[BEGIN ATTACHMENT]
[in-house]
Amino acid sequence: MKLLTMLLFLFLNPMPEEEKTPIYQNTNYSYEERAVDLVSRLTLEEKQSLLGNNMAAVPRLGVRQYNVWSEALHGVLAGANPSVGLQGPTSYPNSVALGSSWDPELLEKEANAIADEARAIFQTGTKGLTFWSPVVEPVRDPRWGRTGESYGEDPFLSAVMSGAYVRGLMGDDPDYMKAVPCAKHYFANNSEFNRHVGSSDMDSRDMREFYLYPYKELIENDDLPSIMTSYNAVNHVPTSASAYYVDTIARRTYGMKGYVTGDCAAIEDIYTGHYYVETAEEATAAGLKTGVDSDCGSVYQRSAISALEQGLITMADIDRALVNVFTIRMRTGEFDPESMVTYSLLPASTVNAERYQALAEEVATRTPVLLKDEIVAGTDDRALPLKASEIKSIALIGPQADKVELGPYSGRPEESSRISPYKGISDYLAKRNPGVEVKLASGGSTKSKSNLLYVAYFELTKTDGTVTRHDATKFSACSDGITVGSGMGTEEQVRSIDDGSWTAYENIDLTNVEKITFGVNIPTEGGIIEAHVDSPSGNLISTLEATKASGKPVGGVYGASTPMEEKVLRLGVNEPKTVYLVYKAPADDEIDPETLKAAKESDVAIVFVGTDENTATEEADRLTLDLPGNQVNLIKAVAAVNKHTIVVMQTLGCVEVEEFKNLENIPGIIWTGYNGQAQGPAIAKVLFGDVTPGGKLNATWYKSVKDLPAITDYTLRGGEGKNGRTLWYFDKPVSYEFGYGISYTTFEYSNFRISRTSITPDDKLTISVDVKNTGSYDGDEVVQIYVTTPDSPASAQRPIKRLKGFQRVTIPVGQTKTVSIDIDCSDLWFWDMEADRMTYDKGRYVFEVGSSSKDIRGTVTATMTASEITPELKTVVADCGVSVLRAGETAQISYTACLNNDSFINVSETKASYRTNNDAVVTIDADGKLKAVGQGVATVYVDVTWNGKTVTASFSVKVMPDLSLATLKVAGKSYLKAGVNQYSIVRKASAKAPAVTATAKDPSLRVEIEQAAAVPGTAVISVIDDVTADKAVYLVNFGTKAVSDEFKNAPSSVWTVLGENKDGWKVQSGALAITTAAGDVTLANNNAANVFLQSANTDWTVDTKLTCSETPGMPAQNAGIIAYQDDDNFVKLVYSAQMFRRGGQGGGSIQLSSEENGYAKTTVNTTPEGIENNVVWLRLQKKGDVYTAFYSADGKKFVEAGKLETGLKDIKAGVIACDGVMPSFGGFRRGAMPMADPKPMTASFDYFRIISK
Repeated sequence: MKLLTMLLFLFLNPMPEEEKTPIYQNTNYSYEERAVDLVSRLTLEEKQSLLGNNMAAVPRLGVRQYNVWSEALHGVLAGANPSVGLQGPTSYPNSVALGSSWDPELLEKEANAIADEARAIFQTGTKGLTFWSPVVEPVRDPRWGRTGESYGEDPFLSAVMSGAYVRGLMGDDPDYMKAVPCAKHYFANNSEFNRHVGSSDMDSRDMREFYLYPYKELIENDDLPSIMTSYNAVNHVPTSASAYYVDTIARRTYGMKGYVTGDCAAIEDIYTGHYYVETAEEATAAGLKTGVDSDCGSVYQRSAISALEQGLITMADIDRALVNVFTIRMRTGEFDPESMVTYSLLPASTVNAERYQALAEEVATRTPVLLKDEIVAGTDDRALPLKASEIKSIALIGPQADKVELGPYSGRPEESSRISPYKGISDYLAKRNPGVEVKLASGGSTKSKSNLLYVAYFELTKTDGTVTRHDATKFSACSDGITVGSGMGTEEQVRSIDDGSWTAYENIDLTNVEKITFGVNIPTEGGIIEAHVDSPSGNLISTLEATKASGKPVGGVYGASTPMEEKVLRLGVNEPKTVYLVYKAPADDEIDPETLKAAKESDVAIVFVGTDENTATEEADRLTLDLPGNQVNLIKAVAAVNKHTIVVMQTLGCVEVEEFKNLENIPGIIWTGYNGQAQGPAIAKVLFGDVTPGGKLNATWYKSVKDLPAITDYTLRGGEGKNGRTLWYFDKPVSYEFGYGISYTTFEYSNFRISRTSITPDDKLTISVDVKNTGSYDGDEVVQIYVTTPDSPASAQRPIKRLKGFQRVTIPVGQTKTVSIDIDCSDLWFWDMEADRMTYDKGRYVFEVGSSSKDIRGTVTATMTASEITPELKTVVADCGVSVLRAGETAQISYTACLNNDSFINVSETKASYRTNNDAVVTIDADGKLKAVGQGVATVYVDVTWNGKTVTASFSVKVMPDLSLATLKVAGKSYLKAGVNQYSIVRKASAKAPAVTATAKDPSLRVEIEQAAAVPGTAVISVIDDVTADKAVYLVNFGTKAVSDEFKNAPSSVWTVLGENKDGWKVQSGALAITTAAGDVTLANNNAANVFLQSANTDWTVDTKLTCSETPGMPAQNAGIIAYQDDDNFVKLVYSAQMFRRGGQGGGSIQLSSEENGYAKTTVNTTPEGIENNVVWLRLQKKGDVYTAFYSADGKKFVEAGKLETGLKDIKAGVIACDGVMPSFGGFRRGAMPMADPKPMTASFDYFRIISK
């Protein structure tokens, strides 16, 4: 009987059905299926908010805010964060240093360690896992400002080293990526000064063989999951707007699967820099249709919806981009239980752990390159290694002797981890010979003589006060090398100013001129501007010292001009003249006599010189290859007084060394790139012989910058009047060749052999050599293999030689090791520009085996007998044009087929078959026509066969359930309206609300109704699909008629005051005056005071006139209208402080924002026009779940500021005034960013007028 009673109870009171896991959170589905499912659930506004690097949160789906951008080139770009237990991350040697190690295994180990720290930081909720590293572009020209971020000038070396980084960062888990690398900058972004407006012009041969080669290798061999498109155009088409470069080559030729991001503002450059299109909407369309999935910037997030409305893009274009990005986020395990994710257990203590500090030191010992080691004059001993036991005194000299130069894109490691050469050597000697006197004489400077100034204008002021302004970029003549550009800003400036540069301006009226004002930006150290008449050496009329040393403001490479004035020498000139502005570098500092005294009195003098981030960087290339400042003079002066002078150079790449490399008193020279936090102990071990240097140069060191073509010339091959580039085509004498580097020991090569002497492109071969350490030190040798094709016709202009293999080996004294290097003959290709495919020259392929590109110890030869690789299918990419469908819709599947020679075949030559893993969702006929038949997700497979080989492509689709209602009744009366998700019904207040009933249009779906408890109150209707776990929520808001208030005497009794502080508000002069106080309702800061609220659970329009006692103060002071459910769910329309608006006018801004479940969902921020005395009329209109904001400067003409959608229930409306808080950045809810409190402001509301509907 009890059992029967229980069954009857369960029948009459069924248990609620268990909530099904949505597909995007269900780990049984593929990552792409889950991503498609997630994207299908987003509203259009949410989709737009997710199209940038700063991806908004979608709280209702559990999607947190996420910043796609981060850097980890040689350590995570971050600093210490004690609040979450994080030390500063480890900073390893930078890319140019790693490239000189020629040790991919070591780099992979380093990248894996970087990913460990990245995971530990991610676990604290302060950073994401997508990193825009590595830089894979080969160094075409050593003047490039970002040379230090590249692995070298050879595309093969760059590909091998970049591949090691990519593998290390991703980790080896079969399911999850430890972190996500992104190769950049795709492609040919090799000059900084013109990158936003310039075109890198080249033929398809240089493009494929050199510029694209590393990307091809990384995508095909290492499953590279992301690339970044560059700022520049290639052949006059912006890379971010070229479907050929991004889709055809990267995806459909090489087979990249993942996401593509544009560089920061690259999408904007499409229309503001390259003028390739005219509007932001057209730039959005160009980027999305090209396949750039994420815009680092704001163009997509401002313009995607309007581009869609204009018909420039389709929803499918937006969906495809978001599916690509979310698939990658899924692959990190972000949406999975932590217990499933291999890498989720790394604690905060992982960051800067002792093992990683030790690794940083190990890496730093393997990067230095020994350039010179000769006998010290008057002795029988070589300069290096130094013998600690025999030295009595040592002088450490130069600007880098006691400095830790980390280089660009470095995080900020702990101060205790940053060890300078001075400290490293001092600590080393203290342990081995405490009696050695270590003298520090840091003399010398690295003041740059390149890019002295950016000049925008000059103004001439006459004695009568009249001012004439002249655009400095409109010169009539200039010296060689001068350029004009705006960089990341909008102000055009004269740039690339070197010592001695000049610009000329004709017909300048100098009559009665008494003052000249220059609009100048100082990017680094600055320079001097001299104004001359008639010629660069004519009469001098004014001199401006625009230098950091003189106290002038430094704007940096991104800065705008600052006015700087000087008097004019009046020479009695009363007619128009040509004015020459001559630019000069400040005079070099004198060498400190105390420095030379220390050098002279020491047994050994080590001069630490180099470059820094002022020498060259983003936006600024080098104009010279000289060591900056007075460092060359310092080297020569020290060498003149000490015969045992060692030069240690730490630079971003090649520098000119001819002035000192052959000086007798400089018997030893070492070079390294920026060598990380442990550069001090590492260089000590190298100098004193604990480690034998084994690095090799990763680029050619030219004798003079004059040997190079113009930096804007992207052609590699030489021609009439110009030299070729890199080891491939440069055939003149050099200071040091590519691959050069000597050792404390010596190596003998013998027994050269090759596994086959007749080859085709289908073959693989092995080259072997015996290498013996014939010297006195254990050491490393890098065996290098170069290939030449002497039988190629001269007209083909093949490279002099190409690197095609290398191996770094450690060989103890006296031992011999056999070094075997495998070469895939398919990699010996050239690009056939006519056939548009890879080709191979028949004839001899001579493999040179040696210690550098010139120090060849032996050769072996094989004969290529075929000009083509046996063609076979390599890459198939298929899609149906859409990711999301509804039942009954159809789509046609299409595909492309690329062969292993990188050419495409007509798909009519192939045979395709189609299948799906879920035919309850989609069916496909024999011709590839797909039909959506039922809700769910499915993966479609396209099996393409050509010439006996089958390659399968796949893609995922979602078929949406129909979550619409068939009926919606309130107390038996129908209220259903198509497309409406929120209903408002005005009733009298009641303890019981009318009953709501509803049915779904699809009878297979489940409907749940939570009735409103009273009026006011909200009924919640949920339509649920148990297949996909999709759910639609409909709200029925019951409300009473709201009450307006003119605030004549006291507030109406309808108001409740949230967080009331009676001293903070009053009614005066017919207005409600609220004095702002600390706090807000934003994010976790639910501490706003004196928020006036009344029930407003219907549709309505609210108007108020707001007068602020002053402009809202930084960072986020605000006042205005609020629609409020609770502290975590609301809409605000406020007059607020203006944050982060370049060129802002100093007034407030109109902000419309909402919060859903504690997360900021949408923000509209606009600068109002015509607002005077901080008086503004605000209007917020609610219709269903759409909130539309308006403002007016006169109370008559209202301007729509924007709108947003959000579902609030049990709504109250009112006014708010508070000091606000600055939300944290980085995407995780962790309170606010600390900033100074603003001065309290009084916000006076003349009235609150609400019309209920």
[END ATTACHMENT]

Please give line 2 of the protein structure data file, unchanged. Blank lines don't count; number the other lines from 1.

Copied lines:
Amino acid sequence: MKLLTMLLFLFLNPMPEEEKTPIYQNTNYSYEERAVDLVSRLTLEEKQSLLGNNMAAVPRLGVRQYNVWSEALHGVLAGANPSVGLQGPTSYPNSVALGSSWDPELLEKEANAIADEARAIFQTGTKGLTFWSPVVEPVRDPRWGRTGESYGEDPFLSAVMSGAYVRGLMGDDPDYMKAVPCAKHYFANNSEFNRHVGSSDMDSRDMREFYLYPYKELIENDDLPSIMTSYNAVNHVPTSASAYYVDTIARRTYGMKGYVTGDCAAIEDIYTGHYYVETAEEATAAGLKTGVDSDCGSVYQRSAISALEQGLITMADIDRALVNVFTIRMRTGEFDPESMVTYSLLPASTVNAERYQALAEEVATRTPVLLKDEIVAGTDDRALPLKASEIKSIALIGPQADKVELGPYSGRPEESSRISPYKGISDYLAKRNPGVEVKLASGGSTKSKSNLLYVAYFELTKTDGTVTRHDATKFSACSDGITVGSGMGTEEQVRSIDDGSWTAYENIDLTNVEKITFGVNIPTEGGIIEAHVDSPSGNLISTLEATKASGKPVGGVYGASTPMEEKVLRLGVNEPKTVYLVYKAPADDEIDPETLKAAKESDVAIVFVGTDENTATEEADRLTLDLPGNQVNLIKAVAAVNKHTIVVMQTLGCVEVEEFKNLENIPGIIWTGYNGQAQGPAIAKVLFGDVTPGGKLNATWYKSVKDLPAITDYTLRGGEGKNGRTLWYFDKPVSYEFGYGISYTTFEYSNFRISRTSITPDDKLTISVDVKNTGSYDGDEVVQIYVTTPDSPASAQRPIKRLKGFQRVTIPVGQTKTVSIDIDCSDLWFWDMEADRMTYDKGRYVFEVGSSSKDIRGTVTATMTASEITPELKTVVADCGVSVLRAGETAQISYTACLNNDSFINVSETKASYRTNNDAVVTIDADGKLKAVGQGVATVYVDVTWNGKTVTASFSVKVMPDLSLATLKVAGKSYLKAGVNQYSIVRKASAKAPAVTATAKDPSLRVEIEQAAAVPGTAVISVIDDVTADKAVYLVNFGTKAVSDEFKNAPSSVWTVLGENKDGWKVQSGALAITTAAGDVTLANNNAANVFLQSANTDWTVDTKLTCSETPGMPAQNAGIIAYQDDDNFVKLVYSAQMFRRGGQGGGSIQLSSEENGYAKTTVNTTPEGIENNVVWLRLQKKGDVYTAFYSADGKKFVEAGKLETGLKDIKAGVIACDGVMPSFGGFRRGAMPMADPKPMTASFDYFRIISK